How did Jesus shame the moneylenders?
Have we reflected the Lord’s glory in all that we do … especially when others are watching?
Why would we want to see our friends, family and workmates in that queue of the condemned, at the final judgement, where God is going to look at the unrepented sin they have committed and say …
“But the cowardly, the unbelieving, the vile, the murderers, the sexually immoral, those who practice magic arts, the idolaters and all liars--their place will be in the fiery lake of burning sulfur. This is the second death." (Revelation 21:8)
Now I don’t think we are meant to analyse this list, looking for loopholes (my sins are not in this list, perhaps I’m OK) and nasty surprises (does it mean that cowardly Christians are condemned?). The entry requirements have been made clear throughout God’s word.
That if you confess with your mouth, "Jesus is Lord," and believe in your heart that God raised him from the dead, you will be saved. For it is with your heart that you believe and are justified, and it is with your mouth that you confess and are saved. (Romans 10:9-10)
Since I’ve been a believer, the people who have impressed me most have been those with a real gift for evangelism. They are so single minded, talking eating and breathing Jesus and never overlooking every opportunity to witness, whatever the personal cost or potential embarrassing situation. I used to think that this was the normal Christian life, which made me feel very small and unworthy, as I just couldn’t bring myself to do what they do. And if they didn’t do what they do, many would not hear of Jesus (though, of course, God has His ways for reaching everyone, despite our shortcomings). But I still can’t do it and have learned to accept that fact. I just don’t seem to be put into those situations where I can effectively share my faith. God knows us well and uses us all in different ways.
Yet I still wonder if there was a time when every Christian was a natural evangelist. Perhaps it was easier when we lived in a country where Christianity was the dominant worldview, such as in the early 19th Century, when science and rationalism hadn’t yet made such inroads into popular thinking. Yet, if we (and me in particular) are promoting the Jesus Mindset, the return to a purer, uncluttered faith, perhaps there’s a case for … “could do better, can try harder”!?
Perhaps it would help us to think about those two queues at the final judgement. Imagine your loved ones there, shuffling slowly forwards, surrounded by murderers, adulterers, liars and sorcerers. Then think on how they found themselves in that particular queue, purely on the basis of their rejection of Jesus Christ during their lifetime. We may feel excused in that evangelism is a gift after all and the hardest people to reach are those you have known and lived with, yet there’s one aspect of our witness that we can have no excuse for; did we act out the Christian life, and how much of Jesus shone through our actions and deeds?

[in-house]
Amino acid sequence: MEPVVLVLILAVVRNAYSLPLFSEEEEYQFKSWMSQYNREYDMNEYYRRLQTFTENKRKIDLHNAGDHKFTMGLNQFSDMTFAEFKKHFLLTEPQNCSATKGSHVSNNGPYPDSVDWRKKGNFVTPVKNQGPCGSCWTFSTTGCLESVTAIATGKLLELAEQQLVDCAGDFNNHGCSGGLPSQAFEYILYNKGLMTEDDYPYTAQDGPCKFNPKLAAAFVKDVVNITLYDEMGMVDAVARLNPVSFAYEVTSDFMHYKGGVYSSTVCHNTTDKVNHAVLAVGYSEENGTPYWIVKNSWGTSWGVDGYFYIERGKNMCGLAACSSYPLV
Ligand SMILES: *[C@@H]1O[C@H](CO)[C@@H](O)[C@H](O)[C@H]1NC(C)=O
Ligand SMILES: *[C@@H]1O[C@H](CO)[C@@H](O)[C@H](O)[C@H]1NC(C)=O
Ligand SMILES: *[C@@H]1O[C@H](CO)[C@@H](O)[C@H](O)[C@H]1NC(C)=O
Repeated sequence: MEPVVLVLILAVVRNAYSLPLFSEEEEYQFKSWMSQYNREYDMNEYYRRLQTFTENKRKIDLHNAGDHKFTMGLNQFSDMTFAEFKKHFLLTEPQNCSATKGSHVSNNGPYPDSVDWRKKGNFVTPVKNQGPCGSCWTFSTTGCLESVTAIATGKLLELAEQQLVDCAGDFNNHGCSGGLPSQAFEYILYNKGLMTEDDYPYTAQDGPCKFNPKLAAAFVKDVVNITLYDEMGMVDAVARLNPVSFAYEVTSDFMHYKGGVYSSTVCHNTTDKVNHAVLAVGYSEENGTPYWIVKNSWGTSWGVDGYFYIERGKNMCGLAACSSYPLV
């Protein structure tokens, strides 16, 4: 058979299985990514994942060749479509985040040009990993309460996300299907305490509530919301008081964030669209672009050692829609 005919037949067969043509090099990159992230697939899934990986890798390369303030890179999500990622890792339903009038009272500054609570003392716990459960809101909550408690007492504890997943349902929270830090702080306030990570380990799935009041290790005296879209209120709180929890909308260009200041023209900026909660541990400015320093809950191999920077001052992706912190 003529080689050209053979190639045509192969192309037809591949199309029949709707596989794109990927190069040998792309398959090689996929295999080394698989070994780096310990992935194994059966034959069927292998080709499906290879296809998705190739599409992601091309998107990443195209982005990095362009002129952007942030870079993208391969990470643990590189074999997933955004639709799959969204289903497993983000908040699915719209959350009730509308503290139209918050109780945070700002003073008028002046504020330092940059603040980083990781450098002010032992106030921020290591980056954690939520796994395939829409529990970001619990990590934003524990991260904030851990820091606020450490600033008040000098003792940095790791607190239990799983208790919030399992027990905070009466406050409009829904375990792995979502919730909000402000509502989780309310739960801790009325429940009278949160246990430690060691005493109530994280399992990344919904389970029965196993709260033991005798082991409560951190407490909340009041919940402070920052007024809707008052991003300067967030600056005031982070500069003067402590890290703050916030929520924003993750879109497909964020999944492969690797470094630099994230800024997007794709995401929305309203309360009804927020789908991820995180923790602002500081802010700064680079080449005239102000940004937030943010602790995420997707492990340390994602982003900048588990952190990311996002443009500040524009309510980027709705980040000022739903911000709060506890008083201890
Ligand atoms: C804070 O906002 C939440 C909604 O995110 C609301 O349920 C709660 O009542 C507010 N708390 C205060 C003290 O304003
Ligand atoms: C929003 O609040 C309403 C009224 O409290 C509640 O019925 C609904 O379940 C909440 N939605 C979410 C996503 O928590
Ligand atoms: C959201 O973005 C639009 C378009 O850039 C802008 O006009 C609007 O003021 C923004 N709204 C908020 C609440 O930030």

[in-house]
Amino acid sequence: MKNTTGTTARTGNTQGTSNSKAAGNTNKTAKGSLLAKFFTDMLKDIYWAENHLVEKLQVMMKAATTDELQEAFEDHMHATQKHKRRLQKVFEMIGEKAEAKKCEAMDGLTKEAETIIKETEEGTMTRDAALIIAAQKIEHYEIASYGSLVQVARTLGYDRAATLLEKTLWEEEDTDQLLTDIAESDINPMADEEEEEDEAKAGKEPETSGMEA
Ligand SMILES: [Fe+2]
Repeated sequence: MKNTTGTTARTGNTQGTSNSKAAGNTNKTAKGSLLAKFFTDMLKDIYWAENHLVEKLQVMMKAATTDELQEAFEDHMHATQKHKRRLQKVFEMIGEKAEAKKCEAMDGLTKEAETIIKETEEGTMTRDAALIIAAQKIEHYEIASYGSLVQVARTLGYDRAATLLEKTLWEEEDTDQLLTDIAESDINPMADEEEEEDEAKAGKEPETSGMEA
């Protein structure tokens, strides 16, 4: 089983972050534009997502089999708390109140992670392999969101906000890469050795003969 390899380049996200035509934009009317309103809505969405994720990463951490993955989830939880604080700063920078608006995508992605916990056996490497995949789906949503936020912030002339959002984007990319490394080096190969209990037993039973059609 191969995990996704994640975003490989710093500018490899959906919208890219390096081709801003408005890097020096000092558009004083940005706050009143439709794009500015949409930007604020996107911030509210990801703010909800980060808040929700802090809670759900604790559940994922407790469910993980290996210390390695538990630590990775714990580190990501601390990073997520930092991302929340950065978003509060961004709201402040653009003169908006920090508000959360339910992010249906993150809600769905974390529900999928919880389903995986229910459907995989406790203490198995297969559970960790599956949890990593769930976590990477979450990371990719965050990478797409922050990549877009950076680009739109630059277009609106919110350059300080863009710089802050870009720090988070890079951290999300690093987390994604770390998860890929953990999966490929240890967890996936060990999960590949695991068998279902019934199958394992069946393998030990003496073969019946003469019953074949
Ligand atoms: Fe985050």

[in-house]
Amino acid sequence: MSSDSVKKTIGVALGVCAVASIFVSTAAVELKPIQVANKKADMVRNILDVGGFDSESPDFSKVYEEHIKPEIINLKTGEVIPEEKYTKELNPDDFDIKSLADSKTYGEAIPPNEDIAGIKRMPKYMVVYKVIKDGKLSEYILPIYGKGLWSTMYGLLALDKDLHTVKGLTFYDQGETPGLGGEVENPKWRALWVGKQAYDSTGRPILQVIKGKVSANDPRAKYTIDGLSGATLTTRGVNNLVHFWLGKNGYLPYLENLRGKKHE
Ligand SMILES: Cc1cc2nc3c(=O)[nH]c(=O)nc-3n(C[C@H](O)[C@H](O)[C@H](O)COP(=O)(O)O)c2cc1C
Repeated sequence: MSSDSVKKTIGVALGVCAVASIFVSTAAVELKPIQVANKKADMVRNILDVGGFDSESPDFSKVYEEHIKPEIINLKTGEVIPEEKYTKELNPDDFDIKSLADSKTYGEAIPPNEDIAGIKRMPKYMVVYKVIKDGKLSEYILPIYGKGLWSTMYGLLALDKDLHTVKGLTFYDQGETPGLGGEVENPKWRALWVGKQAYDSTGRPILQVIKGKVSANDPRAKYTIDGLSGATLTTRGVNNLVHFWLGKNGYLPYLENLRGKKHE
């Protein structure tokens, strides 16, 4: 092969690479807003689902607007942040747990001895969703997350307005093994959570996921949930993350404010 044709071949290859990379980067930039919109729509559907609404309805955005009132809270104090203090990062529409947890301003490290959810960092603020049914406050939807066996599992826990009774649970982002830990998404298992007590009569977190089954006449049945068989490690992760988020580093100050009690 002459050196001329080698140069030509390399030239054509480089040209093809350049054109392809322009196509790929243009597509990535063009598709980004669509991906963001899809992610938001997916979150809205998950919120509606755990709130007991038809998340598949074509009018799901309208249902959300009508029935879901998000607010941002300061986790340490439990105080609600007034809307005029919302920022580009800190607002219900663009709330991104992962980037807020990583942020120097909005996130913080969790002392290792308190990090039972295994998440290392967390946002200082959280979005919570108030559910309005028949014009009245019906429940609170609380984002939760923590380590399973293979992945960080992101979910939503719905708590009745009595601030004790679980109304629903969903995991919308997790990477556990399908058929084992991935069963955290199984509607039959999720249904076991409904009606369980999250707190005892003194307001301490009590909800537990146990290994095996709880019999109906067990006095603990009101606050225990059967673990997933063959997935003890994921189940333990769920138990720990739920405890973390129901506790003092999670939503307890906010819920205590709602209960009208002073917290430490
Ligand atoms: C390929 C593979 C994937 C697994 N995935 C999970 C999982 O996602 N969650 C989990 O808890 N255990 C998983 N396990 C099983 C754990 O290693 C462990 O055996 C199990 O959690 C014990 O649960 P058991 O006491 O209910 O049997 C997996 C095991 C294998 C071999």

Now the Lord is the Spirit, and where the Spirit of the Lord is, there is freedom. And we, who with unveiled faces all reflect the Lord's glory, are being transformed into his likeness with ever-increasing glory, which comes from the Lord, who is the Spirit. (2 Corinthians 3:17-18)
Have we reflected the Lord’s glory in all that we do, especially when others are watching? Have we at least not provided a stumbling block, a barrier to entry, caused by a distorted reflection or one tinged with hypocrisy, detachment from the real world or just bad behaviour!
We now return to the sad story of Katherine Giles, the lady cyclist, mentioned in an earlier article. We don’t know what the state of her soul was, or how God has used this to reach others. But may we conclude our examination of this taboo subject by praying for Katherine’s family and colleagues, for a true spiritual legacy in the lives of all who have been touched by this tragedy.
For the previous article in this series, click here.
For the next article in this series, click here.
To find out about MY NEW BOOK, "Hope", click here.
You can reach Steve with any comments or questions at the Saltshakers Web Community website.